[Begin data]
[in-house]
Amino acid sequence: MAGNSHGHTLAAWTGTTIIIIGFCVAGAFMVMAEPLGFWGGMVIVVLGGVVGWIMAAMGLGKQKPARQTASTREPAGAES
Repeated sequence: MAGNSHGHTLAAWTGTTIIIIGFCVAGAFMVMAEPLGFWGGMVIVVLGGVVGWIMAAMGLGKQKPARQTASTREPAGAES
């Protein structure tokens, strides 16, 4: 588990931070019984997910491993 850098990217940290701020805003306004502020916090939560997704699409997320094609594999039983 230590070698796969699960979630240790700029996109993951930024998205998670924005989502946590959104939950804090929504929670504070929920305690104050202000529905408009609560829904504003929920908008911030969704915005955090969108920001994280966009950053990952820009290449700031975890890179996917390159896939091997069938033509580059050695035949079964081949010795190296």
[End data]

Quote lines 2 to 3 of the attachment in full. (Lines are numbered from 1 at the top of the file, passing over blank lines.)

Amino acid sequence: MAGNSHGHTLAAWTGTTIIIIGFCVAGAFMVMAEPLGFWGGMVIVVLGGVVGWIMAAMGLGKQKPARQTASTREPAGAES
Repeated sequence: MAGNSHGHTLAAWTGTTIIIIGFCVAGAFMVMAEPLGFWGGMVIVVLGGVVGWIMAAMGLGKQKPARQTASTREPAGAES